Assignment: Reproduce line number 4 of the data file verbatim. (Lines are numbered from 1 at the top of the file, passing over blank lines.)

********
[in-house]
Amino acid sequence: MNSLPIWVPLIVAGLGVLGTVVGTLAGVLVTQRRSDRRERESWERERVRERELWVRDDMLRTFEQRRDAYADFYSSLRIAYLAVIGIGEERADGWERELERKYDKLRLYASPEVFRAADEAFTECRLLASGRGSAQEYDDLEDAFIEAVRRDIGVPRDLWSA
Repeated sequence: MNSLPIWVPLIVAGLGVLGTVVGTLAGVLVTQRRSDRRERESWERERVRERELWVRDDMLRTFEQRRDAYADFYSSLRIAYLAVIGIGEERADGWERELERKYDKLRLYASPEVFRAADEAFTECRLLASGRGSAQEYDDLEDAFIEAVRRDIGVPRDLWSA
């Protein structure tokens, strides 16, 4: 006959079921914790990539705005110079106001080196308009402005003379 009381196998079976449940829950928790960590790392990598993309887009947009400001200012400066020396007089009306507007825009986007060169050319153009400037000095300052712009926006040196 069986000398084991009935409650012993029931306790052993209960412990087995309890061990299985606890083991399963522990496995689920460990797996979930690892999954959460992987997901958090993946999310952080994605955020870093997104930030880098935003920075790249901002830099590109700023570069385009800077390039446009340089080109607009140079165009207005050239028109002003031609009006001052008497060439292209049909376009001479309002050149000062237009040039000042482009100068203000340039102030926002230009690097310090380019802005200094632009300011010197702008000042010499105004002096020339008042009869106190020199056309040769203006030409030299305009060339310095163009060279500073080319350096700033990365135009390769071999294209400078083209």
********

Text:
């Protein structure tokens, strides 16, 4: 006959079921914790990539705005110079106001080196308009402005003379 009381196998079976449940829950928790960590790392990598993309887009947009400001200012400066020396007089009306507007825009986007060169050319153009400037000095300052712009926006040196 069986000398084991009935409650012993029931306790052993209960412990087995309890061990299985606890083991399963522990496995689920460990797996979930690892999954959460992987997901958090993946999310952080994605955020870093997104930030880098935003920075790249901002830099590109700023570069385009800077390039446009340089080109607009140079165009207005050239028109002003031609009006001052008497060439292209049909376009001479309002050149000062237009040039000042482009100068203000340039102030926002230009690097310090380019802005200094632009300011010197702008000042010499105004002096020339008042009869106190020199056309040769203006030409030299305009060339310095163009060279500073080319350096700033990365135009390769071999294209400078083209």